Primary leukemic cells were thawed, washed twice, and then cultured for 16 hours at 37°C in CTL medium29 supplemented with 25 IU/mL IL-2, in the absence or presence of DDX3Y-specific or irrelevant CTLs at a CTL/leukemia ratio of 5:1. Leukemia cells and CTL/leukemia cell mixtures were then washed once, resuspended in PBS, and injected via the tail vein into cohorts of 5 to 6 sublethally irradiated (350 cGy delivered by linear accelerator at 20 cGy/min) NOD/SCID mice. Control mice were injected with 200 μL PBS. For experiments using AML cells, NOD/SCID mice were injected with purified rat antimouse CD122 antibody (200 μg/mouse) into the peritoneal cavity immediately following irradiation to facilitate the engraftment of human leukemic cells.35 Mice were killed 6 weeks after injection, and bone marrow mononuclear cells (BMMCs), peripheral blood, spleen, liver, kidney, lung, and thymus were harvested and analyzed for engraftment by flow cytometry or by PCR using human Y-chromosome–specific primers.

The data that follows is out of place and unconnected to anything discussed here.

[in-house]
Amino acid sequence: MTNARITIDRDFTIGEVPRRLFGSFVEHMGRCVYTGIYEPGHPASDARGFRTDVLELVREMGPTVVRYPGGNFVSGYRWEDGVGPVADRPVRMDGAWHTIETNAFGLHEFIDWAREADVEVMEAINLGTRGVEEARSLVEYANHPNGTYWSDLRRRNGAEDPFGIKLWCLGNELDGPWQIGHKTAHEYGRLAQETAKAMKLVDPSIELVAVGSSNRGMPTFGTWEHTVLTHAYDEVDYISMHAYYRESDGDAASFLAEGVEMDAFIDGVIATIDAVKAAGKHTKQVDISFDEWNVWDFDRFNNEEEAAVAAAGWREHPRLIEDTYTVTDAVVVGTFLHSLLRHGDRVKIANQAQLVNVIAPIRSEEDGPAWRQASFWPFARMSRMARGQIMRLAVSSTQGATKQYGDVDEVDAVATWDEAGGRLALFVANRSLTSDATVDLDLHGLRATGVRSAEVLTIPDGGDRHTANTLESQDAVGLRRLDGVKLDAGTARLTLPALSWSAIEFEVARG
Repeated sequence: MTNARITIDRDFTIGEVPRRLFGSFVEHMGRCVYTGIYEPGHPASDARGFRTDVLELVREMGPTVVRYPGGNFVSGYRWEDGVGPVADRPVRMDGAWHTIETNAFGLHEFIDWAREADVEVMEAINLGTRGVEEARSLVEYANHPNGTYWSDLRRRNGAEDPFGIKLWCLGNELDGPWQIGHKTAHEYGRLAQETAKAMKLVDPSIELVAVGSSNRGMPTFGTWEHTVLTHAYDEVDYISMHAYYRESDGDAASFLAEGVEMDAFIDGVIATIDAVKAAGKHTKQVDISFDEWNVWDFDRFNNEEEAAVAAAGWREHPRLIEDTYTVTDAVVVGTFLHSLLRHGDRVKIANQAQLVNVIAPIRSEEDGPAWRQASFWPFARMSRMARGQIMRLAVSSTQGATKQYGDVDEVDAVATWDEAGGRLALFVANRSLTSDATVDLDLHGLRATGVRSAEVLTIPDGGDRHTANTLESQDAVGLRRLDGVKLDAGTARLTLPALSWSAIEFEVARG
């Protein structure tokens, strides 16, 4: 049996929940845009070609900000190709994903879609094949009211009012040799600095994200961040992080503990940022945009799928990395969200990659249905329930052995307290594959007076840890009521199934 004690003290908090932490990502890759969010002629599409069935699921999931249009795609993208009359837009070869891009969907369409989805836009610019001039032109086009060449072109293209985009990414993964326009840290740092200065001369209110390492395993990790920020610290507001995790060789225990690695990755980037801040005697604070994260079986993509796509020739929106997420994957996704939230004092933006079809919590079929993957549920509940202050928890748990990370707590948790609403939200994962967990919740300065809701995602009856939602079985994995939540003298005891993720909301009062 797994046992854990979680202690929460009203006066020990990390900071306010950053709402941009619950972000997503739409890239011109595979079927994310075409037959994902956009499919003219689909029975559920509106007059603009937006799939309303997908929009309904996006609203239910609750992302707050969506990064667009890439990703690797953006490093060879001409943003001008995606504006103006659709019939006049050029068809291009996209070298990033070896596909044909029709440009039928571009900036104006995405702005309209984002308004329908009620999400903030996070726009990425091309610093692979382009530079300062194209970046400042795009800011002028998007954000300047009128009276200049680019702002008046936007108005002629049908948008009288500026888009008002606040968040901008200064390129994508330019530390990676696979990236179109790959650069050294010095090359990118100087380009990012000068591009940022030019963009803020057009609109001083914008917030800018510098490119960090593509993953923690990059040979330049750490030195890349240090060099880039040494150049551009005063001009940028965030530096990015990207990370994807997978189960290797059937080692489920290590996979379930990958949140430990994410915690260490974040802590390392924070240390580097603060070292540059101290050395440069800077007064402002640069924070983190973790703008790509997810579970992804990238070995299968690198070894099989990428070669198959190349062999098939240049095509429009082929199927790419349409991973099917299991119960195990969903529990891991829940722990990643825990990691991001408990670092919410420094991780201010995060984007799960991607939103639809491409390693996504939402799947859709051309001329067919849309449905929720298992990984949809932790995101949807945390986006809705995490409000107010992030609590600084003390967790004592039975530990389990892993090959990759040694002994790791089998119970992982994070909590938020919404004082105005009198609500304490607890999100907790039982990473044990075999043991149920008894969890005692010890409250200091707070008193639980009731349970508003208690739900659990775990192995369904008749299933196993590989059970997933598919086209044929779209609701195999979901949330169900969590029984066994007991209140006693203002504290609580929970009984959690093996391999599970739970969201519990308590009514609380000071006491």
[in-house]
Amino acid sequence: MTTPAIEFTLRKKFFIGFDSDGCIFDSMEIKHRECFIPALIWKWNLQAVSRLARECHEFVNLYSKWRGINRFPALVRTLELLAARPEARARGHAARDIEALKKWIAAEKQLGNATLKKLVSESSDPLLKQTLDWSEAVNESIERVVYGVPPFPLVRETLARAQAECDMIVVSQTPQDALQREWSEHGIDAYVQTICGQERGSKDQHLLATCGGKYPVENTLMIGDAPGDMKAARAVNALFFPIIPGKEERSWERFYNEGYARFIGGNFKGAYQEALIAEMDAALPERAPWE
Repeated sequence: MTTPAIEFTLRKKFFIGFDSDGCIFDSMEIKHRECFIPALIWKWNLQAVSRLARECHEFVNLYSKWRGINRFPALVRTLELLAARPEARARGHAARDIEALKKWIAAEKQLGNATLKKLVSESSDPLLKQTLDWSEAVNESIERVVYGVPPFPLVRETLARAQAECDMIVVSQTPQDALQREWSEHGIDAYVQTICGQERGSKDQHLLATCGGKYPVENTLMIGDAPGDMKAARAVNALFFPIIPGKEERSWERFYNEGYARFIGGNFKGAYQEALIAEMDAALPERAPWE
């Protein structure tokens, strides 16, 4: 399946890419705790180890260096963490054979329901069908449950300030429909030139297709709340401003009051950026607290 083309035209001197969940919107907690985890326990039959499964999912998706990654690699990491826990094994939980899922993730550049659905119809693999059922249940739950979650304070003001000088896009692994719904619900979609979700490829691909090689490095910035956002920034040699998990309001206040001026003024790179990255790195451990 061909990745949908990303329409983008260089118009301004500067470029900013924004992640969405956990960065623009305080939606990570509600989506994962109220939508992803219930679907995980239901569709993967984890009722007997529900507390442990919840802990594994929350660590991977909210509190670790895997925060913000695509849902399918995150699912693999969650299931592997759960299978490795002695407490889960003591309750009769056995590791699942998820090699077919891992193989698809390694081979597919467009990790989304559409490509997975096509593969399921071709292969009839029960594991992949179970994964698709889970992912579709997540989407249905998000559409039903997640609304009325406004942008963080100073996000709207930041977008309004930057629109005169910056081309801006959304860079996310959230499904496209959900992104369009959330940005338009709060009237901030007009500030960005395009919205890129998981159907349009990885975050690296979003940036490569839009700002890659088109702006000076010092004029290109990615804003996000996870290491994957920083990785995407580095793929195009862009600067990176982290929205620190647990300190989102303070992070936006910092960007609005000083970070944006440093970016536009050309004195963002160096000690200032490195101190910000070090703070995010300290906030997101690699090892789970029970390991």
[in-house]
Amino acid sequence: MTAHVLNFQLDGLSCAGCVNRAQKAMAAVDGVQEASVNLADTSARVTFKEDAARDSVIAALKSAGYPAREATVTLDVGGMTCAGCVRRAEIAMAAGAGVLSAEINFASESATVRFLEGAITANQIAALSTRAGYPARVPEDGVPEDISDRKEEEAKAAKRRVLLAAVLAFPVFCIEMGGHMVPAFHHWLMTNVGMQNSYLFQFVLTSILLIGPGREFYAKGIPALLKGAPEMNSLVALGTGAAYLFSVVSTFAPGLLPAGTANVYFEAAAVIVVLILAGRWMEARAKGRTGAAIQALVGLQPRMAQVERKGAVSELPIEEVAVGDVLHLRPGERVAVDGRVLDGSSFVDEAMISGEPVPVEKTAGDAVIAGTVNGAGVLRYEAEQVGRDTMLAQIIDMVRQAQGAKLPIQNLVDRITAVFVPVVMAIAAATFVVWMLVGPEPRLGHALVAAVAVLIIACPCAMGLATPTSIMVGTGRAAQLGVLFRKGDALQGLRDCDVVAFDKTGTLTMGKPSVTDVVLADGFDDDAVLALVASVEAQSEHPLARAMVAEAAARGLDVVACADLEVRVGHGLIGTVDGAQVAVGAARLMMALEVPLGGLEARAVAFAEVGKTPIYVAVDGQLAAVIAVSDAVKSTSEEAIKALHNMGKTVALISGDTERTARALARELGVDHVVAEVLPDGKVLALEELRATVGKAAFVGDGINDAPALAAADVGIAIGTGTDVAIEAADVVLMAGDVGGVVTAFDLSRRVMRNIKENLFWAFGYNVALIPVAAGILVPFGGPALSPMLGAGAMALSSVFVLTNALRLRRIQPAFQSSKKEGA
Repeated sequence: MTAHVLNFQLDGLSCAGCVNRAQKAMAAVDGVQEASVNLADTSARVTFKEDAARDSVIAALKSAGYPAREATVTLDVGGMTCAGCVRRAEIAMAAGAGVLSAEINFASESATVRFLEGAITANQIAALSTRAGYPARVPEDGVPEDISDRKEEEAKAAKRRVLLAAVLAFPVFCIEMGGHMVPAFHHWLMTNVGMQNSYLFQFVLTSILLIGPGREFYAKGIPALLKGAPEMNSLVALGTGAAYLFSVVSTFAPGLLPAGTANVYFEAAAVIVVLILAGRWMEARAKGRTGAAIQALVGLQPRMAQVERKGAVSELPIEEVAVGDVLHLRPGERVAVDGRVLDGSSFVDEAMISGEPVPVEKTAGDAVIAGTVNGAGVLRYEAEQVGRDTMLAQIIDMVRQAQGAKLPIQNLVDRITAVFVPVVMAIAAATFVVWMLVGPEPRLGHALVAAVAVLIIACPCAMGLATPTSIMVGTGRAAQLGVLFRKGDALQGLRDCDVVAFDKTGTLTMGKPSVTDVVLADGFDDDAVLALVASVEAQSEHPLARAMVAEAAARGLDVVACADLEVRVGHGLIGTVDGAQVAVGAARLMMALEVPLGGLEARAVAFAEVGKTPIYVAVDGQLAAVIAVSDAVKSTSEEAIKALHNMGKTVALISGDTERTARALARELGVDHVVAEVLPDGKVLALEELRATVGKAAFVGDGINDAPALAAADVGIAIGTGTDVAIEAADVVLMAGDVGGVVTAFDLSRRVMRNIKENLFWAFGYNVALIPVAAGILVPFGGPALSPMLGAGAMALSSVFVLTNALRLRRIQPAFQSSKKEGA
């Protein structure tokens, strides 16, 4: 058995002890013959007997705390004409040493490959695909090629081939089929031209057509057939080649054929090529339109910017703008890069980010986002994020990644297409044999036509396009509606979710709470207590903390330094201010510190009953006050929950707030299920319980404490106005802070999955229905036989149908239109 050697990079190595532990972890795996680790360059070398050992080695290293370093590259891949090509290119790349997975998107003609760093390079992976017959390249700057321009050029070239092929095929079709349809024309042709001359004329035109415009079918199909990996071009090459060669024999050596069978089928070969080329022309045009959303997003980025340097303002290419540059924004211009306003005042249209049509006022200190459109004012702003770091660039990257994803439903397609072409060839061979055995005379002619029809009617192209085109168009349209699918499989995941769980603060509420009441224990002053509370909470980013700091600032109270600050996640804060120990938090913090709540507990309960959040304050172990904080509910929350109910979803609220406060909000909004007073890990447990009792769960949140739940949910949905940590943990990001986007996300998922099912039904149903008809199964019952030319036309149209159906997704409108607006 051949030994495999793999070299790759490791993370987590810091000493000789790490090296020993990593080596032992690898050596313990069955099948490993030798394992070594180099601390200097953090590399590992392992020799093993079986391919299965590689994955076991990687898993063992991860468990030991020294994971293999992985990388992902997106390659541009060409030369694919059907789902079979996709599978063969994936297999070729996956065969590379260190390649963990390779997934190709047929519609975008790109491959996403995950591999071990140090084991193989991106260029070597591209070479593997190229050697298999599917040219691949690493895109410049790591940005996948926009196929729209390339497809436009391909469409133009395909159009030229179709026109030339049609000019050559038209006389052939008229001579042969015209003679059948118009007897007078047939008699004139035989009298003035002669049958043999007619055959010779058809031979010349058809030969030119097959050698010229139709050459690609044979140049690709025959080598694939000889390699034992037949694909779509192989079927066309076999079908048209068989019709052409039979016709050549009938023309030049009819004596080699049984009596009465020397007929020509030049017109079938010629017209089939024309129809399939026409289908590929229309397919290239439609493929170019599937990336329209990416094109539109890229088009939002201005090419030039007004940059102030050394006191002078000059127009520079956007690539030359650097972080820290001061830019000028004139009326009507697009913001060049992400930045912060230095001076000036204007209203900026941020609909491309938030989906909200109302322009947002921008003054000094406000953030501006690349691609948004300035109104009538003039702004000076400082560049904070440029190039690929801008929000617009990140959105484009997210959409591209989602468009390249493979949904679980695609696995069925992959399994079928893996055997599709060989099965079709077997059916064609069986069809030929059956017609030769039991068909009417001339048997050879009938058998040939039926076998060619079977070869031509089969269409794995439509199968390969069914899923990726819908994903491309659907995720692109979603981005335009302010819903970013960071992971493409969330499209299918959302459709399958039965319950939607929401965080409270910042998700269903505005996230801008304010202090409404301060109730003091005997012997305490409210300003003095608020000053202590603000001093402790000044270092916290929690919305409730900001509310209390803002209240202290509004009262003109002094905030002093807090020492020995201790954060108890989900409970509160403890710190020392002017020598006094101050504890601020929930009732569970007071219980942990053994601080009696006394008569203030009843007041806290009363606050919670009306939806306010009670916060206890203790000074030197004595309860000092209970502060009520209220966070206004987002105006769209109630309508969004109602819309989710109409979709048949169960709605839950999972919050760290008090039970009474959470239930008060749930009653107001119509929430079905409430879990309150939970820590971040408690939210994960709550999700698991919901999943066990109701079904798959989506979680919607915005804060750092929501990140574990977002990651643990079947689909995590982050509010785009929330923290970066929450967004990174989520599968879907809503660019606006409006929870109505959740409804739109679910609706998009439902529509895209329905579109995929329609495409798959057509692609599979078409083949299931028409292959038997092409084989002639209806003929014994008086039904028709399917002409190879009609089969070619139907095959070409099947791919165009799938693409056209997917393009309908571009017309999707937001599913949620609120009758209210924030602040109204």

Mouse BMMCs were washed and incubated with fluorescein isothiocyanate (FITC)–conjugated anti–HLA-B27 (One Lambda, Canoga Park, CA) and phycoerythrin (PE)–conjugated anti-CD33 or anti-CD45 (BD Pharmingen, San Diego, CA) antibodies for 30 minutes on ice, washed twice, and analyzed on a FACScan flow cytometer (BD Biosciences, Mountain View, CA). The data were analyzed with CellQuest software (BD Biosciences). PE- or FITC-conjugated isotype-matched antibodies were used as controls.

Genomic DNA was isolated using the QIAamp DNA Blood Mini Kit or QIAamp DNA Mini Kit (Qiagen) and analyzed by PCR with human Y-chromosome–specific sequence-tagged site sY14 primers. PCR was carried out using ABI Fast PCR mix (Applied Biosystems), 500 nM sY14 primers,36 deionized H20, and approximately 100 ng genomic DNA. Cycling conditions were 95°C for 10 seconds, 40 cycles of 95°C for 0 seconds, 61°C for 15 seconds, and 72°C for 30 seconds, followed by 72°C for 1 minute.